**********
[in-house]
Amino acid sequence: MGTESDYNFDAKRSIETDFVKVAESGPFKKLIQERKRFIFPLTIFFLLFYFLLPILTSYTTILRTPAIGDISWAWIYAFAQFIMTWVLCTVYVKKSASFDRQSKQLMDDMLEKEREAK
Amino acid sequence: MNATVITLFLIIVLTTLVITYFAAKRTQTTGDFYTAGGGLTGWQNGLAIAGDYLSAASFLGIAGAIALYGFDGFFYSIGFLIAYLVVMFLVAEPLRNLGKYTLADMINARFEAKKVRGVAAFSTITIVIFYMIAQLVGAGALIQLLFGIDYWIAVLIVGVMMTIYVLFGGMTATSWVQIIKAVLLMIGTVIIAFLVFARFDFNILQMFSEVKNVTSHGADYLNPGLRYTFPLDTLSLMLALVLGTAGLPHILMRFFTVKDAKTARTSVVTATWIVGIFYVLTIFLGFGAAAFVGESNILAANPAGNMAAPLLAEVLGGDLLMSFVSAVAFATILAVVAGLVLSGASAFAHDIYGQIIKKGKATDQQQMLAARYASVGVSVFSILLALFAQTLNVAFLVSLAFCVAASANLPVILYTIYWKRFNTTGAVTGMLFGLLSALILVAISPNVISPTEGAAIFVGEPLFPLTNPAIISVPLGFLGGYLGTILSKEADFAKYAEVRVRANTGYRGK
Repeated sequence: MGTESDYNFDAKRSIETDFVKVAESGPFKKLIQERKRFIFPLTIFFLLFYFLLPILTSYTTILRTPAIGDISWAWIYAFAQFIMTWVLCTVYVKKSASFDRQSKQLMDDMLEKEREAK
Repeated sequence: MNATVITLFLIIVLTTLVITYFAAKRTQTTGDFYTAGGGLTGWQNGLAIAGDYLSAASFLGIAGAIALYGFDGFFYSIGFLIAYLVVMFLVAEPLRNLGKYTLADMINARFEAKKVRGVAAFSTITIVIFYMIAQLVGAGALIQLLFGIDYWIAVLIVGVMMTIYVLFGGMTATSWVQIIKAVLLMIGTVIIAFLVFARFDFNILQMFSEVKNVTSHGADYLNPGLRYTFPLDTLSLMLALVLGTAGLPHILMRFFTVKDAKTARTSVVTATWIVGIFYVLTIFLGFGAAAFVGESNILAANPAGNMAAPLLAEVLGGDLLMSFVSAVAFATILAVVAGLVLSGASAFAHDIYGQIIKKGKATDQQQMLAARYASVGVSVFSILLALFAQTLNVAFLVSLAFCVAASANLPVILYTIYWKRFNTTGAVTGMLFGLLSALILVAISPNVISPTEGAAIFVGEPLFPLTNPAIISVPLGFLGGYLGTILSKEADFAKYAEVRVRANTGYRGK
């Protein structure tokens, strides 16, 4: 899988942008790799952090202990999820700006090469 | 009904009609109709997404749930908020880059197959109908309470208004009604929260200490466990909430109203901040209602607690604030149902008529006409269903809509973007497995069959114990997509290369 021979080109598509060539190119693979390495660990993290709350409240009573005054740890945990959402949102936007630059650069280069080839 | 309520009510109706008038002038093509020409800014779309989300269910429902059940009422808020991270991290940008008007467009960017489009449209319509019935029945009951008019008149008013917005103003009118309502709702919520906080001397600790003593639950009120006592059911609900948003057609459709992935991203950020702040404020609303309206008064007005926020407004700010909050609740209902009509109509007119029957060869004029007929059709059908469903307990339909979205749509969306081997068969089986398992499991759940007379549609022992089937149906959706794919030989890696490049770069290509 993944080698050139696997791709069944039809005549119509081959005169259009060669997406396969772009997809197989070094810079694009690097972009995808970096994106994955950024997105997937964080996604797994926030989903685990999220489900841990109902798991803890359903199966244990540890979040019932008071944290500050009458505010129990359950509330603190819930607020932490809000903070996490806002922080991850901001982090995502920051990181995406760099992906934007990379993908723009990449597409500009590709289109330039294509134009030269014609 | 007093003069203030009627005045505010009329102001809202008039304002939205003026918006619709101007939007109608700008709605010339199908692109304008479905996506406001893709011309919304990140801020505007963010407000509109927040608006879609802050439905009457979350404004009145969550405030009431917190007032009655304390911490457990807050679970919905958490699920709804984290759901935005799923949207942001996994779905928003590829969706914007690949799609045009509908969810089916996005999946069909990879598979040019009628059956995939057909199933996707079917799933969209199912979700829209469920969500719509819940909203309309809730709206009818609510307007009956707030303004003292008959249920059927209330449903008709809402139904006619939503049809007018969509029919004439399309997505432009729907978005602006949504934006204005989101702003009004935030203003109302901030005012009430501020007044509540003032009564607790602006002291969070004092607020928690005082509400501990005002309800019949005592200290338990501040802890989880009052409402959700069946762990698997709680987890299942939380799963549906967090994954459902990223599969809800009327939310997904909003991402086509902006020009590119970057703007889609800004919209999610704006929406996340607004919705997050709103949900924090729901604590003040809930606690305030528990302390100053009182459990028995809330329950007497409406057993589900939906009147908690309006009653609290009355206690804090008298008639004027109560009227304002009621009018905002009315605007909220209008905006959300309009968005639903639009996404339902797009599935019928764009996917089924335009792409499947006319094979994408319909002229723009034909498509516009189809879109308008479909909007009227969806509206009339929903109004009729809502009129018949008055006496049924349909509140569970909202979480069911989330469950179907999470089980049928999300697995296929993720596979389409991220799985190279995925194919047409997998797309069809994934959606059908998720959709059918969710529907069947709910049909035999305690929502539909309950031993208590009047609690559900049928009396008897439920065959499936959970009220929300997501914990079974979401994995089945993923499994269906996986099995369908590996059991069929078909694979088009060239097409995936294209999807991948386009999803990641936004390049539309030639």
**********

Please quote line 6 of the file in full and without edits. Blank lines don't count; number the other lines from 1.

């Protein structure tokens, strides 16, 4: 899988942008790799952090202990999820700006090469 | 009904009609109709997404749930908020880059197959109908309470208004009604929260200490466990909430109203901040209602607690604030149902008529006409269903809509973007497995069959114990997509290369 021979080109598509060539190119693979390495660990993290709350409240009573005054740890945990959402949102936007630059650069280069080839 | 309520009510109706008038002038093509020409800014779309989300269910429902059940009422808020991270991290940008008007467009960017489009449209319509019935029945009951008019008149008013917005103003009118309502709702919520906080001397600790003593639950009120006592059911609900948003057609459709992935991203950020702040404020609303309206008064007005926020407004700010909050609740209902009509109509007119029957060869004029007929059709059908469903307990339909979205749509969306081997068969089986398992499991759940007379549609022992089937149906959706794919030989890696490049770069290509 993944080698050139696997791709069944039809005549119509081959005169259009060669997406396969772009997809197989070094810079694009690097972009995808970096994106994955950024997105997937964080996604797994926030989903685990999220489900841990109902798991803890359903199966244990540890979040019932008071944290500050009458505010129990359950509330603190819930607020932490809000903070996490806002922080991850901001982090995502920051990181995406760099992906934007990379993908723009990449597409500009590709289109330039294509134009030269014609 | 007093003069203030009627005045505010009329102001809202008039304002939205003026918006619709101007939007109608700008709605010339199908692109304008479905996506406001893709011309919304990140801020505007963010407000509109927040608006879609802050439905009457979350404004009145969550405030009431917190007032009655304390911490457990807050679970919905958490699920709804984290759901935005799923949207942001996994779905928003590829969706914007690949799609045009509908969810089916996005999946069909990879598979040019009628059956995939057909199933996707079917799933969209199912979700829209469920969500719509819940909203309309809730709206009818609510307007009956707030303004003292008959249920059927209330449903008709809402139904006619939503049809007018969509029919004439399309997505432009729907978005602006949504934006204005989101702003009004935030203003109302901030005012009430501020007044509540003032009564607790602006002291969070004092607020928690005082509400501990005002309800019949005592200290338990501040802890989880009052409402959700069946762990698997709680987890299942939380799963549906967090994954459902990223599969809800009327939310997904909003991402086509902006020009590119970057703007889609800004919209999610704006929406996340607004919705997050709103949900924090729901604590003040809930606690305030528990302390100053009182459990028995809330329950007497409406057993589900939906009147908690309006009653609290009355206690804090008298008639004027109560009227304002009621009018905002009315605007909220209008905006959300309009968005639903639009996404339902797009599935019928764009996917089924335009792409499947006319094979994408319909002229723009034909498509516009189809879109308008479909909007009227969806509206009339929903109004009729809502009129018949008055006496049924349909509140569970909202979480069911989330469950179907999470089980049928999300697995296929993720596979389409991220799985190279995925194919047409997998797309069809994934959606059908998720959709059918969710529907069947709910049909035999305690929502539909309950031993208590009047609690559900049928009396008897439920065959499936959970009220929300997501914990079974979401994995089945993923499994269906996986099995369908590996059991069929078909694979088009060239097409995936294209999807991948386009999803990641936004390049539309030639």